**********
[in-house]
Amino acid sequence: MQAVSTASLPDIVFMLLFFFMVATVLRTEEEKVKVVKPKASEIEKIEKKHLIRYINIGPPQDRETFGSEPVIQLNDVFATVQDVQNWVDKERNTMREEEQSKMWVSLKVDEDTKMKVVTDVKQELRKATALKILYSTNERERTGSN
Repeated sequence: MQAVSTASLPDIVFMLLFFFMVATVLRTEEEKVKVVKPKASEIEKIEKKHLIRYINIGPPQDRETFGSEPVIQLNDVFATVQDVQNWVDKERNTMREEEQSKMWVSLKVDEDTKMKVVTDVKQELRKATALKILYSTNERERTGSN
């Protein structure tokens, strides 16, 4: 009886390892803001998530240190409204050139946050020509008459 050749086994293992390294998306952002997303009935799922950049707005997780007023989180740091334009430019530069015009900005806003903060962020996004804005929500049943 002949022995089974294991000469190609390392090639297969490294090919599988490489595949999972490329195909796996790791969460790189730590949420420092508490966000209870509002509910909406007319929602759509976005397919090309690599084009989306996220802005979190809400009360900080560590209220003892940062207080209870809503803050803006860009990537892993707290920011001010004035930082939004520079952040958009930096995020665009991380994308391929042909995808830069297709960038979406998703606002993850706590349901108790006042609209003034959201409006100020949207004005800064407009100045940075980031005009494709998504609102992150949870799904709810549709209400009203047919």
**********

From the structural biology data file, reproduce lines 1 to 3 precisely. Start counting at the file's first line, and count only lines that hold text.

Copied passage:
[in-house]
Amino acid sequence: MQAVSTASLPDIVFMLLFFFMVATVLRTEEEKVKVVKPKASEIEKIEKKHLIRYINIGPPQDRETFGSEPVIQLNDVFATVQDVQNWVDKERNTMREEEQSKMWVSLKVDEDTKMKVVTDVKQELRKATALKILYSTNERERTGSN
Repeated sequence: MQAVSTASLPDIVFMLLFFFMVATVLRTEEEKVKVVKPKASEIEKIEKKHLIRYINIGPPQDRETFGSEPVIQLNDVFATVQDVQNWVDKERNTMREEEQSKMWVSLKVDEDTKMKVVTDVKQELRKATALKILYSTNERERTGSN